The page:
Commercial fishing followed the initial logging boom of the 1890s. Large-scale fishing operations began on the Rainy River as early as 1892. At its peak, in the late 1890s and early 1900s, roughly seven or eight large-scale fishing companies operated in the area, primarily on Crane Lake. The production of caviar, the eggs of lake sturgeon, was a major economic pursuit at this time. However, due to the great distance to markets, and the lack of refrigerated transport, these enterprises were relatively short-lived, although some remained in operation until the 1930s.
Small-scale family fishing soon developed as a result, with the largest number or licensed family operations in the area reaching 48 in 1910. These family operations depended on local auctions at Kettle Falls to sell their catch. Commercial fishing was banned on Kabetogama Lake in 1923, and by 1942 only 10 licensed family operations were active in the area. Evidence of fishing camps and net-tarring sites exist in the park today, including the Oveson Fish Camp (ca. 1950s) which has been determined eligible for listing on the National Register of Historic Places.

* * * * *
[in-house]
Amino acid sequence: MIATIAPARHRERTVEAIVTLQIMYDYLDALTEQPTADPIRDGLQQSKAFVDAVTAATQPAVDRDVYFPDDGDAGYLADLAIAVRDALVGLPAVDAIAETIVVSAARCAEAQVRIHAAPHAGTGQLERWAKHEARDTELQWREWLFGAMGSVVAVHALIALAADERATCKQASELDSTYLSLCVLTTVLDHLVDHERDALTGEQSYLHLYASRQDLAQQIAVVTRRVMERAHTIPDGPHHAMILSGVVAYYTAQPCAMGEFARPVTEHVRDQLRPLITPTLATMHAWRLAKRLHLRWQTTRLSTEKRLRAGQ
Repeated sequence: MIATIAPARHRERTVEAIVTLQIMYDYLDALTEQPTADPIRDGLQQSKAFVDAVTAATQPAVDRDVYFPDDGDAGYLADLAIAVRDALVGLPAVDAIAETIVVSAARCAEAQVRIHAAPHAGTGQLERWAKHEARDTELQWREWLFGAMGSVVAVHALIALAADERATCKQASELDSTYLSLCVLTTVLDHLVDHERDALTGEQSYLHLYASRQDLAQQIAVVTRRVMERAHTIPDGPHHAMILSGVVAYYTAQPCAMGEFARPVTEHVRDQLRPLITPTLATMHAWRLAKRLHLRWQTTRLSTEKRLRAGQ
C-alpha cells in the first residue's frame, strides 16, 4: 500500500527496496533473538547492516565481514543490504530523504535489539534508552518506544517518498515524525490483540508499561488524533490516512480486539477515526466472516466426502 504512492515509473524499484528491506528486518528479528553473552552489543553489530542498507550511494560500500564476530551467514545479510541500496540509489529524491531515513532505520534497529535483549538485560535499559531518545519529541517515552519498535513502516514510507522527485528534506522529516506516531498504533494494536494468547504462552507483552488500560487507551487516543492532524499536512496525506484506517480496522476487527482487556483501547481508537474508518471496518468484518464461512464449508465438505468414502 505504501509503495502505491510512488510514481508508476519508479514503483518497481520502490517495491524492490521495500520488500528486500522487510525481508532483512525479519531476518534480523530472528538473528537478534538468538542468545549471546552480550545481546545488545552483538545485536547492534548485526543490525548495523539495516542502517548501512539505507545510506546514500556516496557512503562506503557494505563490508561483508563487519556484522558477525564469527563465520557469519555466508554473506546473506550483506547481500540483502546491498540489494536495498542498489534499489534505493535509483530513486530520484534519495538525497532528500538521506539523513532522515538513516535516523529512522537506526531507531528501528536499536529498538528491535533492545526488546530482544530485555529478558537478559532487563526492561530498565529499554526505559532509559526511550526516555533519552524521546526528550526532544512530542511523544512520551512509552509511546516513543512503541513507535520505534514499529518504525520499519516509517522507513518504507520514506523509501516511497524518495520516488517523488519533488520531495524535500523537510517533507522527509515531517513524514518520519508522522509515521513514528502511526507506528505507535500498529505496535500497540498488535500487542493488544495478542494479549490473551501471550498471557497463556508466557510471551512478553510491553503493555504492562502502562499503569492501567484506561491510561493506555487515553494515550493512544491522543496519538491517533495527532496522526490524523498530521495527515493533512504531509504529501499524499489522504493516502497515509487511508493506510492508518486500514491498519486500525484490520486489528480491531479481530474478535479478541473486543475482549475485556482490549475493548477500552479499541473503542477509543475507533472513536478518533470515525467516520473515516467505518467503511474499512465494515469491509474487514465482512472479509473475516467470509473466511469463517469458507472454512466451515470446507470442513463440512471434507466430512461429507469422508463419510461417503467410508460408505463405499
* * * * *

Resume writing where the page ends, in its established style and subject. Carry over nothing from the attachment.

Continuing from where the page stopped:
Did You Know?
Your choice in fishing tackle can have an effect on park wildlife. It takes only one lead sinker to kill a loon. Non-lead alternatives are available in local stores and at Voyageurs National Park visitor centers.